Writing a company’s detailed financial analysis can be necessary to determine whether to invest in the company. There is no specific method for doing so and presentation styles will vary, but key components should be included in any financial analysis. Only after carefully reviewing all the components can a conclusion be drawn regarding the company’s financial health.
The first step to preparing a financial analysis of any company is to obtain at least three years’ worth of financial statements, although five years’ worth is ideal. Financial statements can be easily obtained from the company’s annual report or SEC filings through the EDGAR database (see Resources). Depending on the size of the company, a variety of financial statements may be available. All companies should have a balance sheet and income statement; however, larger companies also may have a cash flow statement as well as a shareholder’s equity statement for review. Obtain all statements, if possible. Review all statements and look for any huge changes, movements or irregularities. Read the attached notes, if available, for explanations.
Balance Sheet and Income Statement
As the name implies, the balance sheet shows the balance between the company’s assets, liabilities and shareholder equity. When preparing a financial analysis, pay particular attention to any significant shifts in the balance. For example, did the company’s debt percentage increase noticeably or assets decrease recently? The income statement is basically the company’s profit and loss statement. A company that is performing well and is financially sound should show a consistent upward trend on the income statement.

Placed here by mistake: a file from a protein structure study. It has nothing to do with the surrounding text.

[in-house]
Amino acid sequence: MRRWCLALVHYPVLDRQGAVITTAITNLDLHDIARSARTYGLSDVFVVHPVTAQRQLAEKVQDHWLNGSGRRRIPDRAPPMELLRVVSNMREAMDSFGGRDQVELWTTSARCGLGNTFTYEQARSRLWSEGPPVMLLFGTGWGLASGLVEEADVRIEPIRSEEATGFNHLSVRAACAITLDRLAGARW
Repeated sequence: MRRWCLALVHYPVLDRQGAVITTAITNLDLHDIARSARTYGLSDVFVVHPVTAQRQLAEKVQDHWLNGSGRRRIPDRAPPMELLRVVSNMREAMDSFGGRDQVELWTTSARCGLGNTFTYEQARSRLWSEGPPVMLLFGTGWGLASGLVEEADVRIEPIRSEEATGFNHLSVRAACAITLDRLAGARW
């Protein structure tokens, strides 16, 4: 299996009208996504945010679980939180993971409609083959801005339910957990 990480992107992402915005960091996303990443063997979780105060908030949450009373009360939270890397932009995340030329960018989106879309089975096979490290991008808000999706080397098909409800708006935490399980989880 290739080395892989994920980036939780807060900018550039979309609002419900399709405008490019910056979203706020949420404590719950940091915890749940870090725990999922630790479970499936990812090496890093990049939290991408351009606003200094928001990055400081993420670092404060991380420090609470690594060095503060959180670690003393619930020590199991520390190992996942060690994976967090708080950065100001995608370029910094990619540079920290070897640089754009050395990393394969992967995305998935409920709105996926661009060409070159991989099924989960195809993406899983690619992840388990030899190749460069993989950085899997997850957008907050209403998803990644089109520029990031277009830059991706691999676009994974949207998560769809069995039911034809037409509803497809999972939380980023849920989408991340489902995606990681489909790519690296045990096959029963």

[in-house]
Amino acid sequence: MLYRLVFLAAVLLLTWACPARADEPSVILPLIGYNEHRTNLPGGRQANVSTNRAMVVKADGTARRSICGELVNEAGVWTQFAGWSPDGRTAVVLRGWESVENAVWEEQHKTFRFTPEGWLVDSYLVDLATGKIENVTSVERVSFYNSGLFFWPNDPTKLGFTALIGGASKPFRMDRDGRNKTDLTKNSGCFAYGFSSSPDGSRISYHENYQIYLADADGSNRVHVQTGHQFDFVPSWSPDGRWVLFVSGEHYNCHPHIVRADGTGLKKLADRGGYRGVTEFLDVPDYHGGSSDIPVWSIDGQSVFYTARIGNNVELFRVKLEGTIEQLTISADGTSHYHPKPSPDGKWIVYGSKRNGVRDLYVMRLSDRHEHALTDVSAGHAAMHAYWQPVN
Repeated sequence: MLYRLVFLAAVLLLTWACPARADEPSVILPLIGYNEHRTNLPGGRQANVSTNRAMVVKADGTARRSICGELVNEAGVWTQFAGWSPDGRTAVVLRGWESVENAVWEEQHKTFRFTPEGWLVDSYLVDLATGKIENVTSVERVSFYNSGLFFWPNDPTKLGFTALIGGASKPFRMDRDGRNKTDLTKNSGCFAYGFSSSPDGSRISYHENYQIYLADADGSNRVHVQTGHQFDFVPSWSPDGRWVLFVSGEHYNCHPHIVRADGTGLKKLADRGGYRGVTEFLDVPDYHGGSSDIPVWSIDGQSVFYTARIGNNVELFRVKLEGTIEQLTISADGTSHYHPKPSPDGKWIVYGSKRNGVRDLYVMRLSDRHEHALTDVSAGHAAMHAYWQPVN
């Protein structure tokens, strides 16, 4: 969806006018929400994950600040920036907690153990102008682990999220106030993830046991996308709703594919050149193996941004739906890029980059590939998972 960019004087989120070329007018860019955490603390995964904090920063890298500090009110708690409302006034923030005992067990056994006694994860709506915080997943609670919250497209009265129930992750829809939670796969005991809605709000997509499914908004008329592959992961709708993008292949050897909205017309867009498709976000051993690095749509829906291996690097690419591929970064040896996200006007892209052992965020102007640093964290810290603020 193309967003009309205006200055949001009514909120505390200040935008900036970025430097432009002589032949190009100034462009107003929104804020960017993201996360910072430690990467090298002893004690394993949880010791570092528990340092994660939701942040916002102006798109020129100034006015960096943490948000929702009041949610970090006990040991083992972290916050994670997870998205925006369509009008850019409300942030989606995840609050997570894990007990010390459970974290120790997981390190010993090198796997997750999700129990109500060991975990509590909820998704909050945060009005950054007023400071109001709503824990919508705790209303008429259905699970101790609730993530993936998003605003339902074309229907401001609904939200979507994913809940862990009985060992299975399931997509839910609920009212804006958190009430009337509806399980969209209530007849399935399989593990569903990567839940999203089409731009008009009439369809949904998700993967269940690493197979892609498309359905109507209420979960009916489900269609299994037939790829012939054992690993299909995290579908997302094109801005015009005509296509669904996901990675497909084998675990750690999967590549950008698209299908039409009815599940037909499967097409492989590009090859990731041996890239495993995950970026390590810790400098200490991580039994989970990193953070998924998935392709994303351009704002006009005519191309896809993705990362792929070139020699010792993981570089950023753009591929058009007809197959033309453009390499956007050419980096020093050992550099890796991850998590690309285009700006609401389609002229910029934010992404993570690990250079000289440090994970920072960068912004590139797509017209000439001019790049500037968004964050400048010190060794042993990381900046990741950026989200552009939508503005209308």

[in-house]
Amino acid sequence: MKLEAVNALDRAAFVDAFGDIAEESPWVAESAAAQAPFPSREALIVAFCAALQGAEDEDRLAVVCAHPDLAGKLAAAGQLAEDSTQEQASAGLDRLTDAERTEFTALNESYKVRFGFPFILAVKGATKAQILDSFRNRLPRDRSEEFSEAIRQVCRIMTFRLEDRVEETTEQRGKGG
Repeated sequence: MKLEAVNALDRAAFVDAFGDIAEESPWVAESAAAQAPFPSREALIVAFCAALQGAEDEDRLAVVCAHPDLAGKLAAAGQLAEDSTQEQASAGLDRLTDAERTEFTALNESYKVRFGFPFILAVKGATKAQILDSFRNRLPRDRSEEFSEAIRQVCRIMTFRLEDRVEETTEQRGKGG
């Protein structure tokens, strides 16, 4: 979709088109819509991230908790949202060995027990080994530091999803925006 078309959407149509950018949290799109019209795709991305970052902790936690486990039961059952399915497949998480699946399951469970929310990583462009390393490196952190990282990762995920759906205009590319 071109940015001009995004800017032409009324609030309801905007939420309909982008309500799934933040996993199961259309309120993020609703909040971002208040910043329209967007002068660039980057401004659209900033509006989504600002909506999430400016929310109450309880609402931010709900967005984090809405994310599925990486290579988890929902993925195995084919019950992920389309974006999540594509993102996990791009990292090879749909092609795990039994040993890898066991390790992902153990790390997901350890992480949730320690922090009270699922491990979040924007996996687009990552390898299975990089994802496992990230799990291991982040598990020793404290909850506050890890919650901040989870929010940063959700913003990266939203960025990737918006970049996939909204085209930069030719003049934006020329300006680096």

Shareholder’s Equity and Cash Flow Statements
The shareholder’s equity statement tells you how many shares of the company are outstanding and whether the company has issued new shares or bought back shares recently. Activity reflected on the shareholder’s equity statement can offer insight into the company’s future plans. The cash flow statement is similar to the income statement; however, the cash flow statement is a more precise measure of how much cash the company truly has on hand, where it has spent money and how it has earned money.
Ratios, Stocks and Competition
Numerous financial ratios can be computed with the data obtained from the various reports. These include the liquidity ratio or gearing ratio. Each one can provide additional insight into the financial health of the company. Stock fluctuations, as well as dividend payouts, also can indicate steady or erratic growth as well as the presence or absence of sound long-term planning. Finally, consider the company’s competition. Understanding how much competition a company has and how well the competitors are performing can play an important role in preparing a company financial analysis.
Renee Booker has been writing professionally since 2009 and was a practicing attorney for almost 10 years. She has had work published on Gadling, AOL’s travel site. Booker holds a Bachelor of Arts in political science from Ohio State University and a Juris Doctorate from Indiana University School of Law.